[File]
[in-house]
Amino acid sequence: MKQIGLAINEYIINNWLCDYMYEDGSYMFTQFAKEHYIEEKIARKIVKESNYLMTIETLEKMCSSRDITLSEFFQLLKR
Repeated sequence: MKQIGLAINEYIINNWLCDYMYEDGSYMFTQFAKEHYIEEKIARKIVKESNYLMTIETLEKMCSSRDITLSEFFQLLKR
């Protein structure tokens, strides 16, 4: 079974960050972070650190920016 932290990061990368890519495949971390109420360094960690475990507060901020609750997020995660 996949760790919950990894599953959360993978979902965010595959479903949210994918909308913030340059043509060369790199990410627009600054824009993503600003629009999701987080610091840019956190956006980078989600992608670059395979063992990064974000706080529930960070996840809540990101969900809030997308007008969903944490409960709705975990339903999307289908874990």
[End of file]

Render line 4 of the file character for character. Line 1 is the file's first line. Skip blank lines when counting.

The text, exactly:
């Protein structure tokens, strides 16, 4: 079974960050972070650190920016 932290990061990368890519495949971390109420360094960690475990507060901020609750997020995660 996949760790919950990894599953959360993978979902965010595959479903949210994918909308913030340059043509060369790199990410627009600054824009993503600003629009999701987080610091840019956190956006980078989600992608670059395979063992990064974000706080529930960070996840809540990101969900809030997308007008969903944490409960709705975990339903999307289908874990």